When I talk to friends in the outdoor community, the number one reason they state for getting outdoors is mental health. Whether discovering a passion like hiking brought them out of a dark place in their life, or getting up to the mountains helps when anxiety starts to build, it’s obvious that nature has a healing effect on the mind and soul.
I turn to the outdoors for the sense of peace it gives me. When life gets stressful, when everything seems like it’s falling down around me, when I get short tempered and irritable, I know I’ve been spending too much time indoors. When I’m surrounded by growing things and wide-open skies, when there’s dirt beneath my feet, when the air smells like pine needles drenched in sunlight and my ears are filled with the sounds of babbling brooks and birdsong, that is where my breathing slows and I start to feel calm wash over me.
A study done by Stanford found that individuals who spent 90 minutes walking in nature showed significantly decreased activity in an area of the brain linked to depression. Stanford also found that those who lives in cities are at a 20% greater risk of suffering from anxiety and a 40% greater risk of suffering from a mood disorder than those who live in rural areas.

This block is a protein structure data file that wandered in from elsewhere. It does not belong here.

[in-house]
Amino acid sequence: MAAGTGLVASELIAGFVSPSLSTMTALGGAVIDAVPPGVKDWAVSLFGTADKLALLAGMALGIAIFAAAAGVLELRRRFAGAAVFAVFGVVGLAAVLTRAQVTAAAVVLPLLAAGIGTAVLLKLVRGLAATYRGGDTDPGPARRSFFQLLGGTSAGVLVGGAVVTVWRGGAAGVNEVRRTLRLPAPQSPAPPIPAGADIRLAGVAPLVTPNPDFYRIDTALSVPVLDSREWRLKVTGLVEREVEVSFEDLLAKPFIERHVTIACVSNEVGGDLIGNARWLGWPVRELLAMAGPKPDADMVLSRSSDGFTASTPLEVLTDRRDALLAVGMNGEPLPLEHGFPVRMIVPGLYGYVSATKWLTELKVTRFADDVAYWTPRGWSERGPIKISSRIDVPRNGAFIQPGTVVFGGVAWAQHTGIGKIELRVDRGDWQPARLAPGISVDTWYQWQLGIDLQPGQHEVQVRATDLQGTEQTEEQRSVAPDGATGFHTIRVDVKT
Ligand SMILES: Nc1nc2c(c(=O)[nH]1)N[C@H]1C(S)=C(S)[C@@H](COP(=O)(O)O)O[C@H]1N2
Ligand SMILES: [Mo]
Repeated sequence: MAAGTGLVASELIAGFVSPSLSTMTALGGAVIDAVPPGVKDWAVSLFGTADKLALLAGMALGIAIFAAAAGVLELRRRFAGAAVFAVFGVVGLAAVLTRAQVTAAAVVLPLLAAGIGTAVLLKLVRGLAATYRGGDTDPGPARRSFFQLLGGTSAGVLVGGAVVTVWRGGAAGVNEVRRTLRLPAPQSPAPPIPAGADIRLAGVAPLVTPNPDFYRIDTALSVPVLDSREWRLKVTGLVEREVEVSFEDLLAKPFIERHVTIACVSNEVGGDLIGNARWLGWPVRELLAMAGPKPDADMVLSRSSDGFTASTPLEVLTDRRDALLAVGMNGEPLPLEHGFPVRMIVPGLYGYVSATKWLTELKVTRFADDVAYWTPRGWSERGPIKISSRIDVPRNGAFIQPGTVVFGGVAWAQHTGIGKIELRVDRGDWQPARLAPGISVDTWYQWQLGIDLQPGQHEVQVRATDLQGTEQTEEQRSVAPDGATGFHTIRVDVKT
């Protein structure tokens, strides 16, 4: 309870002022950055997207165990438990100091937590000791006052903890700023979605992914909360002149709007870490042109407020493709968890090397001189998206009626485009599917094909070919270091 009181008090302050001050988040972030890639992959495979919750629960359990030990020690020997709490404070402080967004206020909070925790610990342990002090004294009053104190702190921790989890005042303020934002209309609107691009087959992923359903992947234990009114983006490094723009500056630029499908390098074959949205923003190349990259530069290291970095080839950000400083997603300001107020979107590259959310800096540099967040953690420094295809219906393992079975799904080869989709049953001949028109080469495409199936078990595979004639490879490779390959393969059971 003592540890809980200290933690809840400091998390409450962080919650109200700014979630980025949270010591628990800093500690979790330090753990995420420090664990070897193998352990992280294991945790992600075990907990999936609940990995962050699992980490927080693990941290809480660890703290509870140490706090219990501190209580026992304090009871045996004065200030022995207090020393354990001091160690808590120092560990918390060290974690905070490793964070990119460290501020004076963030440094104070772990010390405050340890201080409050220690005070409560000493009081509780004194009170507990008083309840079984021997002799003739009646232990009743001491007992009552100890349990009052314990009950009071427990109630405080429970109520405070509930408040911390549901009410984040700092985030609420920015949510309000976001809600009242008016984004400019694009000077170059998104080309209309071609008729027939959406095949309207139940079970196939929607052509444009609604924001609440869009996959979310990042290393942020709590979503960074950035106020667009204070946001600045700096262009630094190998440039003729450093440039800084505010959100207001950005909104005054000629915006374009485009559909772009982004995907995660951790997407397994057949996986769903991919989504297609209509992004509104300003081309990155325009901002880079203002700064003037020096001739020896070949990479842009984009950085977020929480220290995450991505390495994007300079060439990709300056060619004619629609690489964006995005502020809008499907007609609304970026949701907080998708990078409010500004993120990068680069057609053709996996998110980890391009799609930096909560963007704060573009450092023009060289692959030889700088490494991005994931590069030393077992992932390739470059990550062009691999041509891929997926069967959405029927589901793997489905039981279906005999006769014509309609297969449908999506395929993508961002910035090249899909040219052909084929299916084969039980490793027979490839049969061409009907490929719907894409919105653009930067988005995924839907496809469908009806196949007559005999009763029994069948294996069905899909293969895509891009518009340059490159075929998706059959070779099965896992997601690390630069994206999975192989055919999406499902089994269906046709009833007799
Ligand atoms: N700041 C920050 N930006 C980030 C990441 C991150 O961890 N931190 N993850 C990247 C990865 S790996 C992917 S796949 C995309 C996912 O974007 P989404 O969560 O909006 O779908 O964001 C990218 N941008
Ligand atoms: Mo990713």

And according to the National Mental Health Institute, 1 in 6 adults in the U.S. struggle with mental health. If you aren’t personally struggling with mental health, chances are great that you’re close with someone who does.
Our natural places are vital for our mental health. Whether getting out in the fresh air and sunshine helps us de-stress or helps curb feelings of depression, if you recreate outdoors, you know that there’s something magical about nature.
There are so many reasons that our wild places are so important and the balm that they provide to our minds and souls are a big one. Next time you’re feeling stressed, anxious or depressed, take yourself to your nearest public open space and just walk. Keep your phone in your pocket. Breathe. Take note of what you’re seeing, hearing, smelling. Give yourself 90 minutes and see how you’re feeling when you get back to the car: just another reason to Keep it Wild.
Narrator:This blog was thoughtfully written by Mikaela Ruland. You can find her on Instagram @airundermyheels.